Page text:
Constable Ray Meyers (left) and Chief Deputy, Mike Nettles assess whether they can get their truck down Bird Road to help evacuate flooded residents.
County Leaders Rise to the Occasion When They're Needed Most, SOUTH POLK COUNTY, August 28, 2017 - When Tropical Storm Harvey was floating around in the Gulf not very many people were paying attention to it. Then almost overnight Harvey balooned into a major category 4 hurricane. When it slammed into the Southeast Texas coast, in coincided with two high pressure systems that forced it to sit stationary, therein lied the biggest problem. Harvey dumped over NINE TRILLION GALLONS of water (so far) in the southeastern half of Texas. Polk County is in the area of major precipitation. By the 28th, the Trinity River, Lake Livingston, and local creeks swole to maximum proportions. Low lying areas in Polk County like Bird Road, Holiday Lake Estates, Taylor Lake Estates, Goodrich and many roads and bridges are experiencing flooding. Many roads are impassible. Many houses and subdivisions are flooded. In light of this disaster, county leaders from the Polk County Sheriff's Office, Constables, Livingston Police Department, Local Volunteer Fire Departments, Office of Emergency Management and lots of volunteers have stepped up to help people evacuate. Even school districts Livingston and Corrigan ISDs have volunteered busses and drivers to help people evacuate to higher ground and county designated shelters where they'll be out of the rain and have food and a place to sleep until they can go back home and begin to rebuild. Our first responders are mentally prepared for the long haul in this disaster and are ready, and already going into the flood zones and rescuing trapped residents. So far there's no reported deaths, but there is lots of damage to homes and businesses. "When residents see that they're possibly going to flood, then they need to start planning. Get any needed medicines, clothing and other things that's they're going to need and get out as soon, and as quickly as possible" Livingston Fire Chief, Corky Cochran said, "Do not wait, because waiting may be too late" he said. Polk County Emergency Management Coordinator, Larry Pitts stated that his team is coordinating with first responders, fire departments, EMS, law enforcement and other groups involved in relief efforts. County Judge, Sydney Murphy and officials have issued a voluntary evacuation for certain parts of Polk County. "Red Cross is in the process of setting up a shelter for the people who are affected by this evacuation", said Emergency Management Coordinator, Larry Pitts. "We just want to help get people through this as healthy as possible, with as little property damage as possible" Pitts said. When asked how he's holding up working almost 24/7 due to the flooding Pitts stated "I've got lots of help from law enforcement, Americare Ambulance Service, various volunteer fire departments, lots of county employees and officials helping me. It's certainly not anything that I'm doing on my own", he said. The Trinity River Authority has no choice but to release hundreds of thousands of gallons of water per second to avoid even more flooding. In the lower lying areas of Polk County, the flooding and ongoing relief efforts will continue in the coming days. County officials and leaders are prepared and are in this for the long haul.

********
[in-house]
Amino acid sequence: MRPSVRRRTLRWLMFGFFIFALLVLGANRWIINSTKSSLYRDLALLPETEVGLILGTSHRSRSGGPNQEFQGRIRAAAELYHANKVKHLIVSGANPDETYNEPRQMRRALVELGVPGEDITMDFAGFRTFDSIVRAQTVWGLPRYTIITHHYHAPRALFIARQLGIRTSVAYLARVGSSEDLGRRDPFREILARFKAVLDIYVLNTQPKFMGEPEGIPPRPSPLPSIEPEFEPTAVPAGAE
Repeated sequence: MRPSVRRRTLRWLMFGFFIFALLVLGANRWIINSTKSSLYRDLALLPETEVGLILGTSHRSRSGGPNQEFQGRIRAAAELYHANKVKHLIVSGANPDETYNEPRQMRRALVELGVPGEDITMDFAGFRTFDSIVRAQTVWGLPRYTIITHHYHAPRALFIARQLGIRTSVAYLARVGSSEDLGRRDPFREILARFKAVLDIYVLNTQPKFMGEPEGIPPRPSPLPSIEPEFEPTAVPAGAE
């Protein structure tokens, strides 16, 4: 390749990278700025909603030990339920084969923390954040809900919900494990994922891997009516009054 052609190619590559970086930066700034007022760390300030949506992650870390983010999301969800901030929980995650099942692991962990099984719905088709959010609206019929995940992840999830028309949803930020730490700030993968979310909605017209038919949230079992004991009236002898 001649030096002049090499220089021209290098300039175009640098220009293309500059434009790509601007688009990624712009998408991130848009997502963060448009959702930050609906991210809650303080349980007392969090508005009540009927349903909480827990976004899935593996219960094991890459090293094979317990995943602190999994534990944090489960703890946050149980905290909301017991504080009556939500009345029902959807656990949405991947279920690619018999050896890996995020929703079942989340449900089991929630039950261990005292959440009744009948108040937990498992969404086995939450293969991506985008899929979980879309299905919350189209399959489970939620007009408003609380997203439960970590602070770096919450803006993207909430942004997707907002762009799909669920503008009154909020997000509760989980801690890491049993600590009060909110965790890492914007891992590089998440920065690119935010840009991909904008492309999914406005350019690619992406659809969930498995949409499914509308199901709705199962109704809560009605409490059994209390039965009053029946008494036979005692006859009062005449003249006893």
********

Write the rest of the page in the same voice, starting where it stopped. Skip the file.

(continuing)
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Interview With Livingston Fire Chief, Corky Cochran and Polk County Emergency Management Coordinator, Larry Pitts
Matthew Duff (standing) volunteered his time and his boat as he brings people to higher ground on Bird Road. The folks being rescued will be provided transportation to shelters.
Volunteer firemen from Livingston help more people to higher ground.
People loaded necessary belongings into the back of Constable Meyers' truck to take with them to relief shelters.
Constable Chief Deputy, Mike Nettles gives some safety basics to passengers in the back of a rescue truck before transporting them to a bus off US-146.
Volunteer Fireman, Brandon Prescott emptys his rubber boot of water. Prescott spent his entire day helping others.
Gokey's Grocery off FM-1988 West is flooded.
The nerve center of Livingston Volunteer Fire Department remains manned at Station 1 in Livingston.
Bird Road (of US-146) remains flooded as waters continue to rise. Most of the road is completely under water.
(L - R) Livingston Fire Marshall, Josh Mohler, Constable Cheif Deputy, Mike Nettles, and Volunteer Fireman, Brandon Prescott (Constable Ray Meyers is pictured in background).
A TxDOT truck blocks FM-1988 South from being used due to water over topping (near Thomas Supply).
FM-1988 South was rendered too dangerous to drive on.
Even railroad tracks are being flooded.
FM-1988 East at Long King Creek
Livingston VFD is using a 2 1/2 ton military truck to get so flooded and impassible areas to rescue trapped people.
Constables Ray Meyers and Mike Nettles drive through deep waters on Bird Road enroute to helping flooded residents.
The Trinity River Authority had no choice but to begin releasing full throttle, hundreds of thousands of gallons of water per second to prevent further flooding. The dam is designed to emulate nature and what the Trinity River would naturally do on its own.
Constable Chief Deputy Mike Nettles helps residents load belongings onto a bus volunteered by Livingston ISD.
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